tāṉaṉḏṟi yāruṇḍu taṉṉaiyā reṉcoliṉeṉ
ḏṟāṉḏṟaṉṉai vāṙttugiṉun tāṙttugiṉun — tāṉeṉṉa
tāṉbiṟareṉ ḏṟōrāmaṯ ṟaṉṉilaiyiṯ pērāmaṯ
ṟāṉeṉḏṟu niṉḏṟiḍavē tāṉ.


பதச்சேதம்: தான் அன்றி யார் உண்டு? தன்னை யார் என் சொலின் என்? தான் தன்னை வாழ்த்துகினும், தாழ்த்துகினும் தான் என்ன? ‘தான்’, ‘பிறர்’ என்று ஓராமல், தன் நிலையில் பேராமல் தான் என்றும் நின்றிடவே தான்.

Padacchēdam (word-separation): tāṉ aṉḏṟi yār uṇḍu? taṉṉai yār eṉ soliṉ eṉ? tāṉ taṉṉai vāṙttugiṉum, tāṙttugiṉum tāṉ eṉṉa? ‘tāṉ’, ‘piṟar’ eṉḏṟu ōrāmal, taṉ ṉilaiyil pērāmal tāṉ eṉḏṟum niṉḏṟiḍavē tāṉ.

அன்வயம்: ‘தான்’, ‘பிறர்’ என்று ஓராமல், தன் நிலையில் பேராமல் தான் என்றும் நின்றிடவே தான், தான் அன்றி யார் உண்டு? தன்னை யார் என் சொலின் என்? தான் தன்னை வாழ்த்துகினும், தாழ்த்துகினும் தான் என்ன?

Anvayam (words rearranged in natural prose order): ‘tāṉ’, ‘piṟar’ eṉḏṟu ōrāmal, taṉ ṉilaiyil pērāmal tāṉ eṉḏṟum niṉḏṟiḍavē tāṉ, tāṉ aṉḏṟi yār uṇḍu? taṉṉai yār eṉ soliṉ eṉ? tāṉ taṉṉai vāṙttugiṉunm, tāṙttugiṉum tāṉ eṉṉa?

English translation: When one always stands inseparably in the [real] state of oneself, without experiencing [any distinction] as ‘oneself’ and ‘others’, who is there besides oneself? If whoever says whatever about oneself, what [does it matter]? What indeed [does it matter] whether one praises or disparages oneself?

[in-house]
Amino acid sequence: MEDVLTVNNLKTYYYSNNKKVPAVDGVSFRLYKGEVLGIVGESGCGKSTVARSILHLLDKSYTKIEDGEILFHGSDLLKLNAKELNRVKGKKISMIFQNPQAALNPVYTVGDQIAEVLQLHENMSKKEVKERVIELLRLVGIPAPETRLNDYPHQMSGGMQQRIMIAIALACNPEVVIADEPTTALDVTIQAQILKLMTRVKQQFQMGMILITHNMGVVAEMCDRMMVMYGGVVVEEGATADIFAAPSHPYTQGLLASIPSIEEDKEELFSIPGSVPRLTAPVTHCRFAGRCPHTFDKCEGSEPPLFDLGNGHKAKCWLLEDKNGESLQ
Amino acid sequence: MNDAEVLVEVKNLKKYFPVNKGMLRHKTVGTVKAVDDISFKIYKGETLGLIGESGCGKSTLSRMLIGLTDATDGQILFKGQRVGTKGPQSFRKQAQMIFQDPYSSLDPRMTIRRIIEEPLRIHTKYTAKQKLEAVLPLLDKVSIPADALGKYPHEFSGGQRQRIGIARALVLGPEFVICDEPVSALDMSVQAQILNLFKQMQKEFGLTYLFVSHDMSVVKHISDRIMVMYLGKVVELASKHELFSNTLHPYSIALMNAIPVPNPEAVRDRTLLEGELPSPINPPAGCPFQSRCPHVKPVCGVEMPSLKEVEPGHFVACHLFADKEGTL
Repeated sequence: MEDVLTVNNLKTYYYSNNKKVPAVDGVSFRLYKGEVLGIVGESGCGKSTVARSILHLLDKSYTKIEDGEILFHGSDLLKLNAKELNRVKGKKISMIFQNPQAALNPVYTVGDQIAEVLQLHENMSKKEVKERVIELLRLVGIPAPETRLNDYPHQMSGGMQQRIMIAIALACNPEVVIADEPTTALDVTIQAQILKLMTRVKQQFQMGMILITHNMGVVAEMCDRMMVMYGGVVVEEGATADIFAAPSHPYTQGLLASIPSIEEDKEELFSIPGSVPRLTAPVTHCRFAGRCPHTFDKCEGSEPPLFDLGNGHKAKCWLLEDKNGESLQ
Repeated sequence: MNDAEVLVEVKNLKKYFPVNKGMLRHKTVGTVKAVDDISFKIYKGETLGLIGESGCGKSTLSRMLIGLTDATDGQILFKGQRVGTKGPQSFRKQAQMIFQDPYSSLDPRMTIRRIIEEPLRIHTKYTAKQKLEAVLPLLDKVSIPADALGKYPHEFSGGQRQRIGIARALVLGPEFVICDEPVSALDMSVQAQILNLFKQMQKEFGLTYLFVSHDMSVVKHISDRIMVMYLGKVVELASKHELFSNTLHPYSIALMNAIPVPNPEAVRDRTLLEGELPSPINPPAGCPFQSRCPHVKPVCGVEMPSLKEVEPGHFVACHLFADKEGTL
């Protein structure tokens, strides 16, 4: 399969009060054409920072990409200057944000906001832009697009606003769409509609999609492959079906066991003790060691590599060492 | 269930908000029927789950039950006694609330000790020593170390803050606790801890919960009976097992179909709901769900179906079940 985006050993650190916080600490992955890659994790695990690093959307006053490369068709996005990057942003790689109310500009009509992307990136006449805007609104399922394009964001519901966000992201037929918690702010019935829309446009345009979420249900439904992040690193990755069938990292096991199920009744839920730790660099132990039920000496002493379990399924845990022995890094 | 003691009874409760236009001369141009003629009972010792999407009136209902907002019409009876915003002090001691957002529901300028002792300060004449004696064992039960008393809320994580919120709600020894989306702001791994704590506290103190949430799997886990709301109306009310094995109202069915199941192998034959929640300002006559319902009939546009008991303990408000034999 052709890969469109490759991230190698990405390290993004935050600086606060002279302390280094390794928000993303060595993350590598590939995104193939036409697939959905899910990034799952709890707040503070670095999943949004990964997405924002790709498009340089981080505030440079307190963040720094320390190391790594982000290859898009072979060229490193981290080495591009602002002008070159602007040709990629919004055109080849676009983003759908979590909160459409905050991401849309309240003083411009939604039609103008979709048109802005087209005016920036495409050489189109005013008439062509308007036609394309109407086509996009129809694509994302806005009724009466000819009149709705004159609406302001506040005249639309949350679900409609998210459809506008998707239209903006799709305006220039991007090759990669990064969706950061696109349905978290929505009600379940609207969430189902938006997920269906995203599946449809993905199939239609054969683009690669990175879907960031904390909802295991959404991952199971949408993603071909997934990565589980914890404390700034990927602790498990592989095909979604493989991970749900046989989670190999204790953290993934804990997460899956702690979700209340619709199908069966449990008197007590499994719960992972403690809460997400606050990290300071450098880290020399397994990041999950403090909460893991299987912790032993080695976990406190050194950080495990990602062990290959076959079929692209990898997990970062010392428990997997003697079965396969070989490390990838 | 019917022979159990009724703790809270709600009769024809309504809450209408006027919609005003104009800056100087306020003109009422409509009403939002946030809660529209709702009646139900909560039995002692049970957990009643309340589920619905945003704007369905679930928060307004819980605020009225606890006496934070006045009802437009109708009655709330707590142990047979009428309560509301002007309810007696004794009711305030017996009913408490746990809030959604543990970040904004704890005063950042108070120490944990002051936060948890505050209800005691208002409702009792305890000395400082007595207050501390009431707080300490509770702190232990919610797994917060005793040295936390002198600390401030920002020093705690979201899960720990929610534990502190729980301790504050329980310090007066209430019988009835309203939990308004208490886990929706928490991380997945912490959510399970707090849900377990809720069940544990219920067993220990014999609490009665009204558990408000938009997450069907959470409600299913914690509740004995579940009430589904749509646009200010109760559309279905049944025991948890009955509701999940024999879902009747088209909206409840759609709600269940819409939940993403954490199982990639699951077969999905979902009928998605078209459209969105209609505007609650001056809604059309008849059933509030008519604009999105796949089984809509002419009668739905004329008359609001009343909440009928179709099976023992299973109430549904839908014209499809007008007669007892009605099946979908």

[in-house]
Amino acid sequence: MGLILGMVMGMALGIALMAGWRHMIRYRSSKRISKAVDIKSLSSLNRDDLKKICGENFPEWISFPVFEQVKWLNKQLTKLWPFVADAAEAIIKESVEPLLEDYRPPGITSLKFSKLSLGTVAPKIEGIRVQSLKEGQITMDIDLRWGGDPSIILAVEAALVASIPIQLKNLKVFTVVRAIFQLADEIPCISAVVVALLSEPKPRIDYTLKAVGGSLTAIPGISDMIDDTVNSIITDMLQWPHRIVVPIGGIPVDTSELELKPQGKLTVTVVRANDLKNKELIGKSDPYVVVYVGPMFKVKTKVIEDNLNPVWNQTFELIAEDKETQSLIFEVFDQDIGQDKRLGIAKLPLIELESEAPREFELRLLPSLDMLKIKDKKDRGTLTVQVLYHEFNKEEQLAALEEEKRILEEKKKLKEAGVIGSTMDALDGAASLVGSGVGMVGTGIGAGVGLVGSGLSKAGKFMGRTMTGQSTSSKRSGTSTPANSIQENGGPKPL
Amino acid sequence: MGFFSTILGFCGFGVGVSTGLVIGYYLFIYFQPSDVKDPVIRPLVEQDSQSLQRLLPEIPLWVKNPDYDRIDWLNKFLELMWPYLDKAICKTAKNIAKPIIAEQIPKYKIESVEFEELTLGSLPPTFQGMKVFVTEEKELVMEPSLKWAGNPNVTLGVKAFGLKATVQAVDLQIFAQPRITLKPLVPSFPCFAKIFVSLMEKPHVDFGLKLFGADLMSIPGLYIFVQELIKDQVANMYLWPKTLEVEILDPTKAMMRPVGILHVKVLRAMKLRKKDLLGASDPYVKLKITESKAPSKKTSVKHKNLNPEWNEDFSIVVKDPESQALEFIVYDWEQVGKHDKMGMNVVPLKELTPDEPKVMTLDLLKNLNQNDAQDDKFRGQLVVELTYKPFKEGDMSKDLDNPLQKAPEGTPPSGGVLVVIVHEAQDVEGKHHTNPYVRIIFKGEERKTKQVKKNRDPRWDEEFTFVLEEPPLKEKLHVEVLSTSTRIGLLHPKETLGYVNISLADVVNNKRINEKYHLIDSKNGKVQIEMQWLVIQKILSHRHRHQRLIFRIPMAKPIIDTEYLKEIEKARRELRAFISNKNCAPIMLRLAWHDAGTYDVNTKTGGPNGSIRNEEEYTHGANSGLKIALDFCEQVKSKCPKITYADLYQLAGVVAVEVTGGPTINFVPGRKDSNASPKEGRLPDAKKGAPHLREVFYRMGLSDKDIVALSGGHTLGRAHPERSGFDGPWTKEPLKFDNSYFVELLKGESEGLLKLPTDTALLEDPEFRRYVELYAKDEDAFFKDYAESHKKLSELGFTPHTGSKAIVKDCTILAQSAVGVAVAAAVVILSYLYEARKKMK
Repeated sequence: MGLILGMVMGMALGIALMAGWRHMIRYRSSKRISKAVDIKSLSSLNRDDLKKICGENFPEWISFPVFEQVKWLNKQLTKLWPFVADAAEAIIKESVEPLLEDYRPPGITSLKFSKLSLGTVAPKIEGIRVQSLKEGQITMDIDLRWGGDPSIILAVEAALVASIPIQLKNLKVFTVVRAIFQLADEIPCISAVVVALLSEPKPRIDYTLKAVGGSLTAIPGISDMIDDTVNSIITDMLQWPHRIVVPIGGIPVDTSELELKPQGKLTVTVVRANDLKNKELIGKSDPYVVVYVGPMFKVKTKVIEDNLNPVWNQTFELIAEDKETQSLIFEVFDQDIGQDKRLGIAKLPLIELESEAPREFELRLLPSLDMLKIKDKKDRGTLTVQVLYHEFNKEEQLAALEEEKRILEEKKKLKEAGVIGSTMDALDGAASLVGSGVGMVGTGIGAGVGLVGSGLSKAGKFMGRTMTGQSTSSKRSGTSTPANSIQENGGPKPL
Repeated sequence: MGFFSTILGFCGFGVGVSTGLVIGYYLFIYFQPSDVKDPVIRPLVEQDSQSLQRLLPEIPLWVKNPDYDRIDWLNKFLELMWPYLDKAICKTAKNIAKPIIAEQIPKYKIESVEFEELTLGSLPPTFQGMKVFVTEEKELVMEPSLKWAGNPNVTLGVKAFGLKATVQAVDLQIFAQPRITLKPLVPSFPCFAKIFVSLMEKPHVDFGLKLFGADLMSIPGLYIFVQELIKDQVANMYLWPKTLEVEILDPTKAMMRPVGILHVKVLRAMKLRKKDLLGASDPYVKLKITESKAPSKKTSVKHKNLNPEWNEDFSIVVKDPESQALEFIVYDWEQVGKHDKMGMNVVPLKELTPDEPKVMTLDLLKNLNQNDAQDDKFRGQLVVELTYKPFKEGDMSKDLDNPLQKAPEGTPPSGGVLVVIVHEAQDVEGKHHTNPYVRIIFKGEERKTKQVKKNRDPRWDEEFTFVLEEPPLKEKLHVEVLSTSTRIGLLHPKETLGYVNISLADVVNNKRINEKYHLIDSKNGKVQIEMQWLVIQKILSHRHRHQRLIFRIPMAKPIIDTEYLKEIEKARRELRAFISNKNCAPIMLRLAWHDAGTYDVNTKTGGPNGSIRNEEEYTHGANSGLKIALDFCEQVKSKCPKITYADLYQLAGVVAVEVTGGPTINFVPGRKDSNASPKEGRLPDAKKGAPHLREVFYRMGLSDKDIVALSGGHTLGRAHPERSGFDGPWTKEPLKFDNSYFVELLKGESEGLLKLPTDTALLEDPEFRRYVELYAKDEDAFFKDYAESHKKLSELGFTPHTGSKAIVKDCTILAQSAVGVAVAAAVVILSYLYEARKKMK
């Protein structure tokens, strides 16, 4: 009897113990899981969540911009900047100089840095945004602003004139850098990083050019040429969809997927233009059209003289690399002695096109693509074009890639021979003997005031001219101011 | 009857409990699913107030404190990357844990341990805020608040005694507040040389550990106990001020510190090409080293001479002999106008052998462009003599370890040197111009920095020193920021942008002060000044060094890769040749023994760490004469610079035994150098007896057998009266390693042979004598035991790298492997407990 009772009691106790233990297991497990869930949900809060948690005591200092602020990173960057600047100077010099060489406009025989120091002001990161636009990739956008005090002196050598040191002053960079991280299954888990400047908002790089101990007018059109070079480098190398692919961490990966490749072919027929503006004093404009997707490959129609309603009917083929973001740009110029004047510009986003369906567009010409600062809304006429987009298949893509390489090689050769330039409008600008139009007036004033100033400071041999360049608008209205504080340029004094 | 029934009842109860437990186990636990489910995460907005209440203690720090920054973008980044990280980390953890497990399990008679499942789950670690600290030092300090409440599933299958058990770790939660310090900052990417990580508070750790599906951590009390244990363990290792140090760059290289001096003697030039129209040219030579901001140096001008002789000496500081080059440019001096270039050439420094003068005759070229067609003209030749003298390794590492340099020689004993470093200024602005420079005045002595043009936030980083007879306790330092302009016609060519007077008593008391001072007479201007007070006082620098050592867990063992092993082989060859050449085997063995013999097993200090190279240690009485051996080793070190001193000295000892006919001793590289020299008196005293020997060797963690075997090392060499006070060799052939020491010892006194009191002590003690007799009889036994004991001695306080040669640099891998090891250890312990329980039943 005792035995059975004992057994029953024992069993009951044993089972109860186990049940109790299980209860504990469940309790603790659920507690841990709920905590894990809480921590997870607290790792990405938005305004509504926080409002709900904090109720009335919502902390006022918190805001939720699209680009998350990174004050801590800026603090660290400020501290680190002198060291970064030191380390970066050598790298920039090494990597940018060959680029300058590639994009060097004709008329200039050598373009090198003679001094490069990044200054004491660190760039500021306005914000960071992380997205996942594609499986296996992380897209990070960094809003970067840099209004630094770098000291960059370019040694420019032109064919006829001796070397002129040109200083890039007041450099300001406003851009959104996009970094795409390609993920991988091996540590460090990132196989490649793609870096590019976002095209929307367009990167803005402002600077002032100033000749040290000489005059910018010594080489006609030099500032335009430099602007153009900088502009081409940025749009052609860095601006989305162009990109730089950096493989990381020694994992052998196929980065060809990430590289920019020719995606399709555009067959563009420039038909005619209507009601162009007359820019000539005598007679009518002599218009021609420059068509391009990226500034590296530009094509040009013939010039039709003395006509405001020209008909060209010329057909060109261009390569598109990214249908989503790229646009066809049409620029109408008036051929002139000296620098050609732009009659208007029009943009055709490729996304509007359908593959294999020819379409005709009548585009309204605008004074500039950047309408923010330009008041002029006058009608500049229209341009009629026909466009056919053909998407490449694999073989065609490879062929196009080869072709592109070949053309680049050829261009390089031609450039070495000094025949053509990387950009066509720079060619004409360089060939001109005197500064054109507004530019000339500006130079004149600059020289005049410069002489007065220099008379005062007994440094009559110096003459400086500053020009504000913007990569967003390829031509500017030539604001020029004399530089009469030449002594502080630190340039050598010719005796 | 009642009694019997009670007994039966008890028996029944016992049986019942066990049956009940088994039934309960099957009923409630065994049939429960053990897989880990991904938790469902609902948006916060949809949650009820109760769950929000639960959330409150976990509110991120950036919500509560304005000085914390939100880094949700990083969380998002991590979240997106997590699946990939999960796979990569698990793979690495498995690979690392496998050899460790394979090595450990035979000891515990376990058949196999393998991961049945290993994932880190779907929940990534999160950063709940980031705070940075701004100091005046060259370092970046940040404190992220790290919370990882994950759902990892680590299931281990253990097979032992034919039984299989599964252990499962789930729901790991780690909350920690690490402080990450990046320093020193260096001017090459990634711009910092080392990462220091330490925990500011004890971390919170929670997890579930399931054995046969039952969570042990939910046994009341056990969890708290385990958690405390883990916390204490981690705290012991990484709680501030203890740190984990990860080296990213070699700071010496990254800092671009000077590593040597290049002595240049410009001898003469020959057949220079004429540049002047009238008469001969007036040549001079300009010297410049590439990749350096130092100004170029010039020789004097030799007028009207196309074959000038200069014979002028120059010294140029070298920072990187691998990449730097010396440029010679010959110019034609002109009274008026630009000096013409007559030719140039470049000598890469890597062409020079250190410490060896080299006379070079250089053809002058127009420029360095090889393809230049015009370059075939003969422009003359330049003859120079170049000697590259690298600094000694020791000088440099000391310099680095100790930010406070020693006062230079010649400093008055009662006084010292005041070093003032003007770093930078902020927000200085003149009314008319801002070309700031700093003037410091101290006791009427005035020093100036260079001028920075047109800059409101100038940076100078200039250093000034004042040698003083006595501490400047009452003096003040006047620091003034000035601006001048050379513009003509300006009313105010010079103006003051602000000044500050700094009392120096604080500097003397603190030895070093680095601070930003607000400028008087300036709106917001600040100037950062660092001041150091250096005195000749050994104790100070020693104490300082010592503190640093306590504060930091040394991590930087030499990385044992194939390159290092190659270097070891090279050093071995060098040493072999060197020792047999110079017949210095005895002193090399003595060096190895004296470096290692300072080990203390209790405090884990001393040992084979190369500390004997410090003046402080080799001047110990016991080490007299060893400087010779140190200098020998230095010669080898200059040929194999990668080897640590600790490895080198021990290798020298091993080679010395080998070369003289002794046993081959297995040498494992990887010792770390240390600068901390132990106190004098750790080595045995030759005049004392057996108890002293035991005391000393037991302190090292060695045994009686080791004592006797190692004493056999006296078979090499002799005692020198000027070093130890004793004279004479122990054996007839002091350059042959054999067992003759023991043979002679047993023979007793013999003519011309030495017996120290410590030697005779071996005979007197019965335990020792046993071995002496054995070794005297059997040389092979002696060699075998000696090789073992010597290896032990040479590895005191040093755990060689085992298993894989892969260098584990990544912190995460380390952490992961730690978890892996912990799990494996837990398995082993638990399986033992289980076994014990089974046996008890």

What Bhagavan refers to in this verse as ‘தன் நிலை’ (taṉ ṉilai), ‘one’s own state’ or ‘the state of oneself’, is our real state, in which we do not rise as ego and therefore remain as we actually are. In that state there is no distinction between oneself and others, because oneself alone exists and therefore there are no others. This is why the jñāni is unaffected by both praise and abuse.

As spiritual aspirants we have not yet ceased to rise as ego, so in our view there still seem to be others. However, we should understand that those others are no more real than other people we see in a dream. Not only are other people unreal, but so too is the person we seem to be. Why then should we be concerned about whatever others may say about whatever person we currently seem to be? Are we concerned about any praise or abuse that may have been directed at us by others in a dream from which we have awoken? Why then should we be concerned about any praise or abuse that may be directed at us by others in this dream?

3. Nāṉ Ār? paragraph 19: however bad other people may appear to be, we should not dislike them

If at all we feel disturbed or agitated by the behaviour of others or whatever praise or abuse they may direct at us, and particularly if we feel inclined to retaliate in any way, we should remember and carefully consider what Bhagavan taught us in the nineteenth paragraph of Nāṉ Ār?: